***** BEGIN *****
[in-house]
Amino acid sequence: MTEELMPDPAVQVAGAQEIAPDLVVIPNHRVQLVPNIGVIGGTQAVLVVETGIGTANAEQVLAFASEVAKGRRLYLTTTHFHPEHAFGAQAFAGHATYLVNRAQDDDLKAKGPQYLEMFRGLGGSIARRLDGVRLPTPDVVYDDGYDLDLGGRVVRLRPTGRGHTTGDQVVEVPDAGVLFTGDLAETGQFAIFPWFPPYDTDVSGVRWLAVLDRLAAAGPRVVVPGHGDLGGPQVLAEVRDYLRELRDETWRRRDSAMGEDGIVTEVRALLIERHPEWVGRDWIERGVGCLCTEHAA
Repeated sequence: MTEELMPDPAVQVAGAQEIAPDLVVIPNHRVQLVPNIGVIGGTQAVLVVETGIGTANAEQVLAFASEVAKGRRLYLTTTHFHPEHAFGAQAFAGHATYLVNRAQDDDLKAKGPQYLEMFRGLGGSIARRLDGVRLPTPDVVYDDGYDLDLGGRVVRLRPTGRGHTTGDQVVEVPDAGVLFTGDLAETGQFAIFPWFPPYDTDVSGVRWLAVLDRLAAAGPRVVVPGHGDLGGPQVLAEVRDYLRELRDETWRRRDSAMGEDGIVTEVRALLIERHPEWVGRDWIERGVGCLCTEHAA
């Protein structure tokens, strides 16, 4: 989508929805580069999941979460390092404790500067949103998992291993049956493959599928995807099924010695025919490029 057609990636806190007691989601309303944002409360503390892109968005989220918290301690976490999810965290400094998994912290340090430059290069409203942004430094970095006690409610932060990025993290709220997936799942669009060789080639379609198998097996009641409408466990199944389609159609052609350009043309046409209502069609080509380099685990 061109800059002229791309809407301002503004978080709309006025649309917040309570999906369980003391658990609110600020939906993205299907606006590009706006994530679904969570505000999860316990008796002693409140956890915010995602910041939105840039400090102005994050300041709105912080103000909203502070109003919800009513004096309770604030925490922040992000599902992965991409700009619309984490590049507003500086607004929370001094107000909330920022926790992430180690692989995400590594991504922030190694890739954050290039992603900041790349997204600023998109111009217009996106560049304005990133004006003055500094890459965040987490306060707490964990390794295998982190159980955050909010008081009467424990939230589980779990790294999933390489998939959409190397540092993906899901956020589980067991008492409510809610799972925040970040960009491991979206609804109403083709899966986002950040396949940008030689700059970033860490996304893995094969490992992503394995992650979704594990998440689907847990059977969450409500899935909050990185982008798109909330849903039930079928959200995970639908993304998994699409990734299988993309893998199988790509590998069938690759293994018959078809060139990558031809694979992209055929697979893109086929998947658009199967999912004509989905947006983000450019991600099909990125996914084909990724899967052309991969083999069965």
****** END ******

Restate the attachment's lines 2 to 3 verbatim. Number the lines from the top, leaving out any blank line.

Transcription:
Amino acid sequence: MTEELMPDPAVQVAGAQEIAPDLVVIPNHRVQLVPNIGVIGGTQAVLVVETGIGTANAEQVLAFASEVAKGRRLYLTTTHFHPEHAFGAQAFAGHATYLVNRAQDDDLKAKGPQYLEMFRGLGGSIARRLDGVRLPTPDVVYDDGYDLDLGGRVVRLRPTGRGHTTGDQVVEVPDAGVLFTGDLAETGQFAIFPWFPPYDTDVSGVRWLAVLDRLAAAGPRVVVPGHGDLGGPQVLAEVRDYLRELRDETWRRRDSAMGEDGIVTEVRALLIERHPEWVGRDWIERGVGCLCTEHAA
Repeated sequence: MTEELMPDPAVQVAGAQEIAPDLVVIPNHRVQLVPNIGVIGGTQAVLVVETGIGTANAEQVLAFASEVAKGRRLYLTTTHFHPEHAFGAQAFAGHATYLVNRAQDDDLKAKGPQYLEMFRGLGGSIARRLDGVRLPTPDVVYDDGYDLDLGGRVVRLRPTGRGHTTGDQVVEVPDAGVLFTGDLAETGQFAIFPWFPPYDTDVSGVRWLAVLDRLAAAGPRVVVPGHGDLGGPQVLAEVRDYLRELRDETWRRRDSAMGEDGIVTEVRALLIERHPEWVGRDWIERGVGCLCTEHAA